“It was so cold where we were,” said the Arctic explorer, “that the candle froze and we couldn’t blow it out.” “That’s nothing,” said his rival. “Where we were, the words came out of our mouths in pieces of ice and we had to fry them to hear what we were talking about.”

  That is COLD! Even colder than it’s been in our area for the last couple weeks. But, strangely enough, there is an actual upside to extreme cold. It’s been written: “The South Pole could be called the healthiest place on earth. The air is as fresh and clean as it must have been everywhere before man began pouring industrial wastes into the atmosphere. Furthermore, it’s one of few locations where man is not bombarded by germs. Not only is it too cold for them to be active, but there’s nothing for them to live on. And since winds start at the South Pole and move northward, they tend to keep away any contaminants from that region. Now you’d think people would be eager to live in such a pollution-free, germ-free environment but they’re not. With temperatures that drop to 100 degrees below zero, it’s just too cold!”

   It sounds like, if one was only concerned about keeping away from the microbes and contaminates of our planet, then one might very well want to pack up and head to Antarctica. But the cost of remaining completely isolated from that dirt and disease is a frozen environment. I think, in a sense, that’s the danger we can encounter if we try to remove ourselves from the evil of this world. Certainly, we don’t want to delve into the sinfulness that’s all around us or in any way just accept it. But neither should we detach ourselves from all the sinful people around us. That can lead to some frigid believers.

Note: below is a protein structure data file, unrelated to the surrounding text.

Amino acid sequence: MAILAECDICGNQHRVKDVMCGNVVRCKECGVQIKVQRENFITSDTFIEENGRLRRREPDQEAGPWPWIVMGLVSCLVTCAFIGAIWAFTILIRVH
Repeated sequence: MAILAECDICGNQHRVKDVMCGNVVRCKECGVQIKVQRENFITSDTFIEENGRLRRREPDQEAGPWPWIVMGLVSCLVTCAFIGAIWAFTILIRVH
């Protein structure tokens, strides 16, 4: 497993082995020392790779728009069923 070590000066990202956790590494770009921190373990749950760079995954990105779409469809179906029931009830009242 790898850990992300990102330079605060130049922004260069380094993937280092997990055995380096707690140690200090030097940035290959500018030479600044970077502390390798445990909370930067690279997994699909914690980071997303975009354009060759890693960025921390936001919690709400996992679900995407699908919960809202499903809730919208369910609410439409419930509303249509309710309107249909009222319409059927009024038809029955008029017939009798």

Christ Himself, in speaking about the end times, warned us, saying, “Because of the increase of wickedness, the love of most will grow cold, but the one who stands firm to the end will be saved.” (Matthew 24:12,13) I think part of what Jesus was saying is that as we look at the wickedness surrounding us, it’s easy to become aloof, uncaring and cold-hearted. That lack of passion can affect the way we relate to others- and to God. To keep our love on fire we need to “stand firm” and keep going deeper in our relationship with the Lord so that, in turn, we are able to love the people He created.

   This world can be a cold, cold place. But, as believers, we need to be fueled with the tenderness and fervor that flows from our Savior so we can pass it on those needing God’s warmth.

   In His Service, Jim